The HBO series “Somebody Somewhere,” which concludes its first season this Sunday, tells the story of Sam, a middle-aged woman who has returned to her Kansas hometown to care for an ailing sister. The story begins after the death of his sister, with Sam adrift in a state of mourning. A motley group of new friends and chants helps her cope.
It’s something that Bridget Everett, the actress and entertainer who plays Sam, can relate to, to a point. Ms. Everett is also from Kansas and singing is her thing. But she remains on the Upper West Side, where she has lived since 1997.
Ms Everett, now 49, is known for her regular appearances at Joe’s Pub. Backed by her band, the Tender Moments, she performs as a Chardonnay foodie-turned-blues singer-turned-quasi-burlesque vamp who buries the faces of audience members into her bosom while sharing stories of heartbreak and longing. Patti LuPone, among others, is an avid fan. Ms. Everett’s next set of shows are scheduled for the end of March.
COOKIES, SHOW MUSIC Around 8 am, 9 am, I ride during the day, then go back to sleep for an hour and a half. Sunday morning we have the Zoom family. My brothers and sister. We started it pre-pandemic. I make myself a cup of coffee and order breakfast. I just discovered Harlem Biscuit Company. They have this chive cookie with chicken and an egg and gravy. Sometimes I order something on the side, an extra cookie with a different filling. I don’t eat everything. But it’s nice to see him there.
You know, when you talk to your family, you have to do something to relieve the stress. My mother, Freddie, who is in a nursing home in my hometown, will connect. For the first three minutes, she is very full of energy and quickly slips into a catatonic state. She will always sing. She likes “Hello, Dolly!” .
FARMER MARKET FUNK Before I even leave my apartment, I put on headphones. I try to avoid conversation in general. I’m really into Milton Wright, 1970s funk and soul, rare stuff. For the past two weeks, I’ve been listening to a lot of my own songs, trying to remember them. I grab my tote and head to the Natural History Museum for the Farmer’s Market. I don’t like crowds, so I try to get in and out quickly. I go for She Wolf Bakery. Jessica Seinfeld posted a loaf on Instagram. I was influenced. I receive old, multicolored vegetables and eggs, promise myself to eat better, to do better, to live better. What have I become? Not too long ago it was like, just Two-Buck Chuck and a bag of Wonder.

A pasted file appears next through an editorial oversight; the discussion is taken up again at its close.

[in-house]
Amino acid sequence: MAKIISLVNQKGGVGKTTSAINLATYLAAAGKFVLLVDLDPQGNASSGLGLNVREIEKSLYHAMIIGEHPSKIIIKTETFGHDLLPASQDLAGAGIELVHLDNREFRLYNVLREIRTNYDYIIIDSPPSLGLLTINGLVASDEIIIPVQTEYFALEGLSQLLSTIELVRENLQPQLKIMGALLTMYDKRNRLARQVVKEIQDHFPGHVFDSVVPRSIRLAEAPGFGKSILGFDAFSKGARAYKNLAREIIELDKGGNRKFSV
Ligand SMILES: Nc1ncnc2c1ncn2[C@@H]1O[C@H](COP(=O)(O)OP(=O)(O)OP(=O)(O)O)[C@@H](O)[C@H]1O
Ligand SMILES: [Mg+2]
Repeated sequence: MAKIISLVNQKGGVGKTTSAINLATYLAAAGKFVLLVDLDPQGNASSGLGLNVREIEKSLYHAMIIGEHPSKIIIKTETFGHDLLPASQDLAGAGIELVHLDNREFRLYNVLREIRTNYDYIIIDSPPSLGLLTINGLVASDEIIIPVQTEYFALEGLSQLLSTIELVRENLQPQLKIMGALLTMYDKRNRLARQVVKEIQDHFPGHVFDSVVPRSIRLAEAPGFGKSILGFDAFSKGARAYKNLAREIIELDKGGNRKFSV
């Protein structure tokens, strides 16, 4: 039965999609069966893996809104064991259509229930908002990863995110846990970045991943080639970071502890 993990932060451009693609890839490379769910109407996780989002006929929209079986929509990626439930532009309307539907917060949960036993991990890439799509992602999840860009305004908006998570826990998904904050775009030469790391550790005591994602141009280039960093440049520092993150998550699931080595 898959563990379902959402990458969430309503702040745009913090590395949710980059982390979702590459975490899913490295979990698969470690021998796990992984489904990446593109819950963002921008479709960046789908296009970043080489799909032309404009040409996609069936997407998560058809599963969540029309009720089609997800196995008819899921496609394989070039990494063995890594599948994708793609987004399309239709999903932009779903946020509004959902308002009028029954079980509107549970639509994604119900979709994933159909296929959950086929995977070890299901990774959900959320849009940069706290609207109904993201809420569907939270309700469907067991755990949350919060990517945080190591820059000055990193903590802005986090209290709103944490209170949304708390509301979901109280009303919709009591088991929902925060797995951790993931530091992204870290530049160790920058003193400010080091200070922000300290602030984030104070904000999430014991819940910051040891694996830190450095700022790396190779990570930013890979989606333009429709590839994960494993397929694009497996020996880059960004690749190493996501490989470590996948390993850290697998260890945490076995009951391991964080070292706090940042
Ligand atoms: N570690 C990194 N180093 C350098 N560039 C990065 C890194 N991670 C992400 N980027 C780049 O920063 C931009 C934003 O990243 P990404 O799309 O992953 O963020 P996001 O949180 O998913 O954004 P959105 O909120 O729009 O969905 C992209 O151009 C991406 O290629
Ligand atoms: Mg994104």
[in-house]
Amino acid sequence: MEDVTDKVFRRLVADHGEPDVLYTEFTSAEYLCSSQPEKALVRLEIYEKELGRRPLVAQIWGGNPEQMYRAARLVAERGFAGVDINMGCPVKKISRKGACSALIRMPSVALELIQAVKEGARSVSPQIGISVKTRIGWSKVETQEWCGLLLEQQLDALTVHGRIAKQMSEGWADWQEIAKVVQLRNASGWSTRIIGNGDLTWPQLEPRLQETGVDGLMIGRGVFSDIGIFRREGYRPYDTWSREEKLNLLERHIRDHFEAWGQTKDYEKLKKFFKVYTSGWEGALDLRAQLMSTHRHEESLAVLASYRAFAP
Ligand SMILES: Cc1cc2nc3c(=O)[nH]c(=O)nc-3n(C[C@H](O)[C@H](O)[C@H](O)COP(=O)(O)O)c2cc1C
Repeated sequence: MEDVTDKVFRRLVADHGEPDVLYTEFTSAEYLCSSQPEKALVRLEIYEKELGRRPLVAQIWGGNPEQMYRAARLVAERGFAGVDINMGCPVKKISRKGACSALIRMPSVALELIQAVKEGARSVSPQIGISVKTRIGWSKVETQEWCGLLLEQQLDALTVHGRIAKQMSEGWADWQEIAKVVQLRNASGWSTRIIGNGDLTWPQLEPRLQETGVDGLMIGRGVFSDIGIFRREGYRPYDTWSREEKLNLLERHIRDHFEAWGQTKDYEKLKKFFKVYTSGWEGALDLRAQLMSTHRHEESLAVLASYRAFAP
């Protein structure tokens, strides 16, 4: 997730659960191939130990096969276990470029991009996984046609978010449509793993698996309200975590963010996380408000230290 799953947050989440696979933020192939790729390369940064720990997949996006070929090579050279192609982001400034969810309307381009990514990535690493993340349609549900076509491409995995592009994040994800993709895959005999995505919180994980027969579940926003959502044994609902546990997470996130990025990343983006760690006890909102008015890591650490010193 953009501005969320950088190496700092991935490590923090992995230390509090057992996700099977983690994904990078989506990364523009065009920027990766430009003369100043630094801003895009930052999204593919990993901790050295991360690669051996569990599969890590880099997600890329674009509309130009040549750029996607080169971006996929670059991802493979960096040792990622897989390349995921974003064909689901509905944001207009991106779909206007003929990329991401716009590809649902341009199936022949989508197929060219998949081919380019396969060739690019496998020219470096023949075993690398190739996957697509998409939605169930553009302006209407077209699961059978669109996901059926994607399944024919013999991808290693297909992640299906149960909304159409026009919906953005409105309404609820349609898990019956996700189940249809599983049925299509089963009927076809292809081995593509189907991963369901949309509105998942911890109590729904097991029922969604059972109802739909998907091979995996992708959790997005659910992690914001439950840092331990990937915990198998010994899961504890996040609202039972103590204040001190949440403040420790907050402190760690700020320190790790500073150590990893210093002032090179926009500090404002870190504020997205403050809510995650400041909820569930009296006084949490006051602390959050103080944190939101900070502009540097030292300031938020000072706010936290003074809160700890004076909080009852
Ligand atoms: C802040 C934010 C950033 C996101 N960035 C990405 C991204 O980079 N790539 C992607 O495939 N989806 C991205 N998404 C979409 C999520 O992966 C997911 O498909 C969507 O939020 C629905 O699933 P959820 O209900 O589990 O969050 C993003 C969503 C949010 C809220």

LOVE POPPY My first dog, Poppy, passed away. She was my best friend and my guide. She was a former sex worker and shut down when I first met her, but loving. That’s what I want: a dog with a tragic past who wants to love. We must save each other. I can’t have a dog with a whole lot of zest for life, because that’s just not where I am. And I can’t stop starting over, finding that kind of love. So I’m on Petfinder, OC Pom Rescue, SoCal Pom Rescue, Recycled Poms, all looking. It’s an obsession.
QUEEN BEE I have a terrace, a small sofa and I rest my feet. I check in with friends. I play Spelling Bee to improve my brain function. I’ve only been Queen Bee twice. I’m going to soak up some vitamin D, nature’s gift. My neighbor’s dog, Arlo, is coming. I love it. He sniffs my crotch, then we sit together and bask in the sun. Like a boyfriend. It’s a mix of dogs. He is tall. I prefer small, compact, fluffy.
WALK AND TRACK I have to incorporate these steps. I actually put my Fitbit on first because I don’t want to be credited for the movements my body is inflicting on itself. I’m going to Riverside Park. It is a step and a rod. I light up the steps of 83rd Street. My chill is watching dogs. And on Sunday, it’s not better. Everyone has their beautiful angels there. My theory is that if you want to have a beautiful, fluffy little dog, you need to share that beauty with the world.
PERSONAL TOUCH I’m doing a manicure and a pedicure at Cindy’s, my old neighbor. Cindy’s is the closest human contact I’ve had in the past two years. As a single person, you know, it’s nice to have someone to shake your hand a bit. Sometimes I treat myself to spa package B, the hot stones.
A BIG JAR Around 4 p.m., I go to this butcher, Hudson & Charles. They introduced me to these ancient Rancho Gordo beans. I make a big pot. I love smells. I love the ritual. I like knowing I can do it because before the pandemic I didn’t know how to cook. I learn.
INSPIRATION At sunset, I set the mood. I have Poppy’s garden on my coffee table, her ashes and her little ceramic paw print, a few candles. I give her flowers, something pretty like peonies. “OK, Poppy girl,” I said. “Mom loves you.” I used to have dinner at 5 o’clock because I completely became my mother. Now I push it to 6. I put on documentaries. “Free Solo”, “100 Foot Wave”, all sorts of triumphs of the human spirit, as I lay on the couch staring at a box of ashes.
AT JIM AND LARRY’S Once it gets dark, I’m allowed to eat a little, that is, a martini. Alternatively, I’m part of a songwriter group once a month. You have to write a song and a hook. It’s at my friends Jim and Larry’s. Larry is Maison Larréon. He makes all my dresses. This is where I let my hair down. Otherwise I am a homebody. I always bring something like a bottle of Ketel One, so we can have “mini marts” – mini martinis. Now that it’s legal, we’re gonna take an edible.
MINI MART MAGIC And like everyone else in our late 40s or early 50s, we watch videos on YouTube and make ourselves laugh until someone wets their pants. And guess who it is? We start around 7 am, which is a bit late for me. It creeps in at my bedtime, but that’s where the mini markets cheer you up.
Sunday Routine readers can follow Bridget Everett on Twitter or Instagram @bridgeteverett.